Living with dogs, cats or other pets may help children with autism acquire social skills, researchers say in a new study that finds greater engagement among those with animals in the home.

In a survey of 70 families with children on the spectrum ages 8 to 18, researchers found that those with a pet displayed more prosocial behaviors.

“Children with any kind of pet in the home reported being more likely to engage in behaviors such as introducing themselves, asking for information or responding to other people’s questions,” said Gretchen Carlisle of the University of Missouri who worked on the study published recently in the Journal of Autism and Developmental Disorders.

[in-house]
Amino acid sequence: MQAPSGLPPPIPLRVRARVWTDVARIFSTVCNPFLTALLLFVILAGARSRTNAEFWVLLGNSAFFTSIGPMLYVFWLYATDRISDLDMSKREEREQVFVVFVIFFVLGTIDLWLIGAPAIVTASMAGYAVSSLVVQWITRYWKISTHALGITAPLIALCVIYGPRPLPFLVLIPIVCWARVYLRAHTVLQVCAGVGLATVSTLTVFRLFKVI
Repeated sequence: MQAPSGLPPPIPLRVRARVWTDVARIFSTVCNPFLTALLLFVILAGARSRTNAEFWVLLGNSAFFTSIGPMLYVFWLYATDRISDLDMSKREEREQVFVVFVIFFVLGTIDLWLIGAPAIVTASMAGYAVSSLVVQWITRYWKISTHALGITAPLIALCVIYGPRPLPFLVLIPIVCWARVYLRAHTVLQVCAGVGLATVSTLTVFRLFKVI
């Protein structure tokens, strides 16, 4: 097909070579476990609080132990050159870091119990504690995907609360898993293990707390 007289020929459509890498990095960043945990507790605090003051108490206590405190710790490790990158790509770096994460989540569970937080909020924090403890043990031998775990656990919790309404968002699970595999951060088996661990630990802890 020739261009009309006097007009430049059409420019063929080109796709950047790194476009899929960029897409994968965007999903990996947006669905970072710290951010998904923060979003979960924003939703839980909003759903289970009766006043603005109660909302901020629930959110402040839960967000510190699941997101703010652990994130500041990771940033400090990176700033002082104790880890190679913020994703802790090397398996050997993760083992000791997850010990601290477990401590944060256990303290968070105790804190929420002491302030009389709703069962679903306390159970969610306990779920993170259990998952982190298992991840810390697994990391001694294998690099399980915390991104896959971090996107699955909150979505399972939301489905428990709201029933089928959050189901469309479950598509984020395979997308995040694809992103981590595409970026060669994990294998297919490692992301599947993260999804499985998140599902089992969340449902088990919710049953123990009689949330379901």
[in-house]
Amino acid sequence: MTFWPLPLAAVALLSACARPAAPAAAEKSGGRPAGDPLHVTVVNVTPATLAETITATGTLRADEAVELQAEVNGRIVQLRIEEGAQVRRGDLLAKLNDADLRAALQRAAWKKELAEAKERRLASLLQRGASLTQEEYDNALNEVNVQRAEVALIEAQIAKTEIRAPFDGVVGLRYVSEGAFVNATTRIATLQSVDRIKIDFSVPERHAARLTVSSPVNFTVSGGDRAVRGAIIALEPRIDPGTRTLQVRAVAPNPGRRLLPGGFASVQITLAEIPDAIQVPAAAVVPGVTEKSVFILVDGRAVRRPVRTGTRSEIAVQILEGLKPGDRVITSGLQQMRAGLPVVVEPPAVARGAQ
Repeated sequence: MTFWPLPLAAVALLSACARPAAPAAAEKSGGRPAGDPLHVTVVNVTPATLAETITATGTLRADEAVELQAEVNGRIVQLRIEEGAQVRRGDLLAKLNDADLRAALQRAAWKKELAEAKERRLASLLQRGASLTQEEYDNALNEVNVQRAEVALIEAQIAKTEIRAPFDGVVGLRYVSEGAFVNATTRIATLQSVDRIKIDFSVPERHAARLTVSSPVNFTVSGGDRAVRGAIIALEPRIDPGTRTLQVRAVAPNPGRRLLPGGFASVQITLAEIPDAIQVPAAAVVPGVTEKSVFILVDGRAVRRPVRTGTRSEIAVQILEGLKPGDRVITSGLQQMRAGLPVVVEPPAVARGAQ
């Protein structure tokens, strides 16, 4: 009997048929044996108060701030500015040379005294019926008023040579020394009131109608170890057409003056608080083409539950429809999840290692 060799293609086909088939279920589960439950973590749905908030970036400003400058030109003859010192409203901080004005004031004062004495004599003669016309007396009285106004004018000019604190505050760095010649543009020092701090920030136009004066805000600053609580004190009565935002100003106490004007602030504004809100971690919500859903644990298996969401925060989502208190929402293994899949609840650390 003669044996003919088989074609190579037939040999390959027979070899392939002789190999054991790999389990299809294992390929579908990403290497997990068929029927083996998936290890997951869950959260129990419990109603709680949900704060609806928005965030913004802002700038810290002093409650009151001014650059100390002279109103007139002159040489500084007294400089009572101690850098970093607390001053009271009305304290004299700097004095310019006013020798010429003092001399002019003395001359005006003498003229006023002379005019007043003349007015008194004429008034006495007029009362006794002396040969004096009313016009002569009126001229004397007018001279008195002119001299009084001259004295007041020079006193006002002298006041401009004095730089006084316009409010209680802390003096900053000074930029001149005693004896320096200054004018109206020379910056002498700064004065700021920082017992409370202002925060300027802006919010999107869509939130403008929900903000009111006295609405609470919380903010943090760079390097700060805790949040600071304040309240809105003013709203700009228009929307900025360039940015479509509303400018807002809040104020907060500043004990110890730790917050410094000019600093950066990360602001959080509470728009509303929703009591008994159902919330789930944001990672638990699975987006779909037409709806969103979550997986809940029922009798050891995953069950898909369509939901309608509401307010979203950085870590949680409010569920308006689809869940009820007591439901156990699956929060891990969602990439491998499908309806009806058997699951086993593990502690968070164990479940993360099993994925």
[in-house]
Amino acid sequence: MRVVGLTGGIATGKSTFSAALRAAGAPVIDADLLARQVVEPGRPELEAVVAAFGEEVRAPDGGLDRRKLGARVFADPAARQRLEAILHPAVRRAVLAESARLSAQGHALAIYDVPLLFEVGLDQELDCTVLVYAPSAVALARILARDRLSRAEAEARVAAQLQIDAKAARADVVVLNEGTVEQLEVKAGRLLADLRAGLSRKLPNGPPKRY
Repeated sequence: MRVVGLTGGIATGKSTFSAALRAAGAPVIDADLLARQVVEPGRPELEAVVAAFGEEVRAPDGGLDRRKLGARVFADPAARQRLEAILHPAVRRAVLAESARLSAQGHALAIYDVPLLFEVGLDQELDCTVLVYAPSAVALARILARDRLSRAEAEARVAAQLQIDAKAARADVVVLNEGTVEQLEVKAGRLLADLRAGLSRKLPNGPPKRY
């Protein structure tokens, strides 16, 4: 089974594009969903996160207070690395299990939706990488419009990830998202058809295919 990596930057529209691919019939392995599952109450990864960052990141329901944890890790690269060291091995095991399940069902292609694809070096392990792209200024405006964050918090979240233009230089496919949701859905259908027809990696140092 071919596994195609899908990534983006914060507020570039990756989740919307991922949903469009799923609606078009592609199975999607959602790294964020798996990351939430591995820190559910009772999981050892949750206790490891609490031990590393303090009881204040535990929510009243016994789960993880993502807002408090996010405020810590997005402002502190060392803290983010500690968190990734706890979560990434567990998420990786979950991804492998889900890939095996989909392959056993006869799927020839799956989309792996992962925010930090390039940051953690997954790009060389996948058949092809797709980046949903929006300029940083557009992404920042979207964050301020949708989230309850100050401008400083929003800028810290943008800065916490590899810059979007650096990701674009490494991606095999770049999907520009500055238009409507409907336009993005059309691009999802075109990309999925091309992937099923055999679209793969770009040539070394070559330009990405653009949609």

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Carlisle said that animals may serve as a social catalyst for children with autism, prompting kids to interact more than they might otherwise.

“Kids with autism don’t always readily engage with others, but if there’s a pet in the home that the child is bonded with and a visitor starts asking about the pet, the child may be more likely to respond,” she said.

Social skills continued to increase the longer families owned a pet, the study found. Children reported the strongest attachments with smaller dogs, though parents also indicated that their kids had deep bonds with other pets including cats and rabbits.

Of the families in the study, 57 had a pet of some kind. Most had dogs or cats, but the research also included families with fish, farm animals, rabbits, reptiles, a bird and a spider.

“Dogs are good for some kids with autism but might not be the best option for every child,” Carlisle said. “Kids with autism are highly individual and unique, so some other animals may provide just as much benefit as dogs.”